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Stunning CSS3: Different Screen Size, Different Design

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This chapter is from the book
In this chapter from Stunning CSS3, you'll learn how to use CSS3 media queries to tailor a web page's design to various screen sizes on the fly, making your web pages more dynamic, responsive, and usable.
  • It's no secret or surprise that the variety of ways people browse the web is increasing. People may view your web pages on widescreen TVs, desktop computers, netbooks, mobile phones—even a refrigerator. While you can't make a site that looks identical on every single device at every screen size and text size, you can make a site that adapts to the users' settings so that it looks good and works well in the screen space available. In this chapter, you'll learn how to use CSS3 media queries to tailor a web page's design to various screen sizes on the fly, making your web pages more dynamic, responsive, and usable.

The Base Page

Figure 6.1 shows a layout for a fictional bakery. The layout is liquid (also known as fluid) so that it adjusts to the width of the browser window, making it work at a variety of screen sizes without generating horizontal scrollbars or causing elements to overlap. But it certainly looks better at some screen sizes than at others. On very wide or very narrow windows, the design is still usable and looks OK, but it's not as attractive as it is within the 800- to 1200-pixel range (Figure 6.2).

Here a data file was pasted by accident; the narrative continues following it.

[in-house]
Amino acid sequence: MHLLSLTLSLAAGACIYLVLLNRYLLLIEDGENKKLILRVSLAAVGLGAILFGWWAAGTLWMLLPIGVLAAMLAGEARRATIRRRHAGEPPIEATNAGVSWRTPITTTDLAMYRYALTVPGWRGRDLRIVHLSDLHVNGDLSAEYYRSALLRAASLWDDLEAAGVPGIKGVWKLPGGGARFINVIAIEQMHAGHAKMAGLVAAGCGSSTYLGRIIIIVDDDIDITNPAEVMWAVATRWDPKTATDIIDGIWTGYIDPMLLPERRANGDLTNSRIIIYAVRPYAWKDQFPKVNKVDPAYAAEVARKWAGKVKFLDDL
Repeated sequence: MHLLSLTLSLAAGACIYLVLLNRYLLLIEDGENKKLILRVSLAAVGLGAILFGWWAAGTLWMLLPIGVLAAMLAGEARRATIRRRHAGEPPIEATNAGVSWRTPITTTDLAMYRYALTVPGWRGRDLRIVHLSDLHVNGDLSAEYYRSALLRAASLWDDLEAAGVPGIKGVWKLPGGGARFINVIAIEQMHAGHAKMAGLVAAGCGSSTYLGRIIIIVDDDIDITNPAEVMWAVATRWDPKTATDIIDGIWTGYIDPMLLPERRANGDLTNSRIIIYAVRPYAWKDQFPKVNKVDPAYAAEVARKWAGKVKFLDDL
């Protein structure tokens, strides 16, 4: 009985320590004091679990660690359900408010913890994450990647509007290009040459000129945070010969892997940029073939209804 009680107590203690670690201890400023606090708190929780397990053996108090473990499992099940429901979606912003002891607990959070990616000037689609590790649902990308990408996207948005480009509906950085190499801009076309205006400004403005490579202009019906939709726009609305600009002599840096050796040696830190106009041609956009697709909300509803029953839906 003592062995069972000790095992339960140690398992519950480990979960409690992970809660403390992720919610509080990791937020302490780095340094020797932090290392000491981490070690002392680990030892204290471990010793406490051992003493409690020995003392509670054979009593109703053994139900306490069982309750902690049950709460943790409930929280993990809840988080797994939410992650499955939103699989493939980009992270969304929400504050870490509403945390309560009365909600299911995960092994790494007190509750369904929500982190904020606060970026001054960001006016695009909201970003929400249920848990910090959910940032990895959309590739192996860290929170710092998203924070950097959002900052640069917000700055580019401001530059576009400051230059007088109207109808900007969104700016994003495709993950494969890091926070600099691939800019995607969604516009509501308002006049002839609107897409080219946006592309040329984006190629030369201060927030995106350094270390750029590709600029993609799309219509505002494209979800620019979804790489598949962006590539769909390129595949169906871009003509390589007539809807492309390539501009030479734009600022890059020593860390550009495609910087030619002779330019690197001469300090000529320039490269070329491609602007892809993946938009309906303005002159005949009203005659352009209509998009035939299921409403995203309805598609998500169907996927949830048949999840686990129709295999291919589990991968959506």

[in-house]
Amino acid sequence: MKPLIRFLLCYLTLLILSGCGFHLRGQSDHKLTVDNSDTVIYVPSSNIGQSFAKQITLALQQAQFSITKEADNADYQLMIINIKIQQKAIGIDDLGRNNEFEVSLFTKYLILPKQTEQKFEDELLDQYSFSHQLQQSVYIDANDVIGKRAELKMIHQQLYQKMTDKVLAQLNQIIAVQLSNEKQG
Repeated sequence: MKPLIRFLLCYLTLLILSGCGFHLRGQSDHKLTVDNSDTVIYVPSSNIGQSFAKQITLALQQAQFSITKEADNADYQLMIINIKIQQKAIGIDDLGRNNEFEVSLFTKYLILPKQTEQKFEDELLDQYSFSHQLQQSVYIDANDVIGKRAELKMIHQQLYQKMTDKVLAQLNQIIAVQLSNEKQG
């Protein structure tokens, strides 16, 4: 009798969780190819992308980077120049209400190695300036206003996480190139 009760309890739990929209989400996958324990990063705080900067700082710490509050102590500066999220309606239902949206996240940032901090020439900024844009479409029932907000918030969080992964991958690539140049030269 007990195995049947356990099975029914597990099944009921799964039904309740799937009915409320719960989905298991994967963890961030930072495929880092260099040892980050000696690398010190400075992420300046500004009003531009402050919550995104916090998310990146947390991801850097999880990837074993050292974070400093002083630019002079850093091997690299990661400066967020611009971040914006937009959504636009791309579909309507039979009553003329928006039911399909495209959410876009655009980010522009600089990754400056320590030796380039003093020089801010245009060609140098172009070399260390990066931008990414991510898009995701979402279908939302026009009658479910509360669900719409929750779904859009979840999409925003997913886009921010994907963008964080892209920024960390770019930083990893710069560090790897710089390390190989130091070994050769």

Figure 6.1

Figure 6.1 The fictional Little Pea Bakery home page, as seen in a browser window that's 1024 pixels wide.

Figure 6.2

Figure 6.2 The design looks OK, but not great, in very narrow and very wide windows.

In Chapter 2 of my book Flexible Web Design: Creating Liquid and Elastic Layouts with CSS, I show that flexible layouts don't have to be plain or ugly to work at a variety of screen sizes. You can build pages with flexible images, reasonable text-line lengths, and creative use of space to make sure the design works well at a large range of widths. But I don't deny that it's impossible to create a design that looks every bit as good condensed into 300 pixels as it does stretched out to 2000 pixels. I've always advocated using min-width and max-width, as well as separate styles for mobile devices, in order to get around this problem.

Since the writing of Flexible Web Design in 2008, however, a new tool for creating layouts that work at any ridiculously large range of sizes you want has gained good browser support: media queries.

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